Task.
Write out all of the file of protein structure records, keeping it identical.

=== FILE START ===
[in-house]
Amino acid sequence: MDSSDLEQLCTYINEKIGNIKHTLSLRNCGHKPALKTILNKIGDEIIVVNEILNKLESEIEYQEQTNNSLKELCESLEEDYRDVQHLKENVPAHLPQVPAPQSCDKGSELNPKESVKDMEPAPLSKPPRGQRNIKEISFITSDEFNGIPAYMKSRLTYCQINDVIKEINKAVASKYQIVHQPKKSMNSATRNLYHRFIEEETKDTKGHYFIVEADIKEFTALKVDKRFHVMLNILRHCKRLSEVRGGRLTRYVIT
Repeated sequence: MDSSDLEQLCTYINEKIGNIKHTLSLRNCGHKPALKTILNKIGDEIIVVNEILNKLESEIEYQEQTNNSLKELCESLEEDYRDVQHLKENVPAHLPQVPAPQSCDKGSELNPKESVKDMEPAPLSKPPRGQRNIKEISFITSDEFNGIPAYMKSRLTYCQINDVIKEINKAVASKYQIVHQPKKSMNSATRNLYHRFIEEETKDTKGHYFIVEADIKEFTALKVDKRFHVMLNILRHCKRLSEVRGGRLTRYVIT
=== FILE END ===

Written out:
[in-house]
Amino acid sequence: MDSSDLEQLCTYINEKIGNIKHTLSLRNCGHKPALKTILNKIGDEIIVVNEILNKLESEIEYQEQTNNSLKELCESLEEDYRDVQHLKENVPAHLPQVPAPQSCDKGSELNPKESVKDMEPAPLSKPPRGQRNIKEISFITSDEFNGIPAYMKSRLTYCQINDVIKEINKAVASKYQIVHQPKKSMNSATRNLYHRFIEEETKDTKGHYFIVEADIKEFTALKVDKRFHVMLNILRHCKRLSEVRGGRLTRYVIT
Repeated sequence: MDSSDLEQLCTYINEKIGNIKHTLSLRNCGHKPALKTILNKIGDEIIVVNEILNKLESEIEYQEQTNNSLKELCESLEEDYRDVQHLKENVPAHLPQVPAPQSCDKGSELNPKESVKDMEPAPLSKPPRGQRNIKEISFITSDEFNGIPAYMKSRLTYCQINDVIKEINKAVASKYQIVHQPKKSMNSATRNLYHRFIEEETKDTKGHYFIVEADIKEFTALKVDKRFHVMLNILRHCKRLSEVRGGRLTRYVIT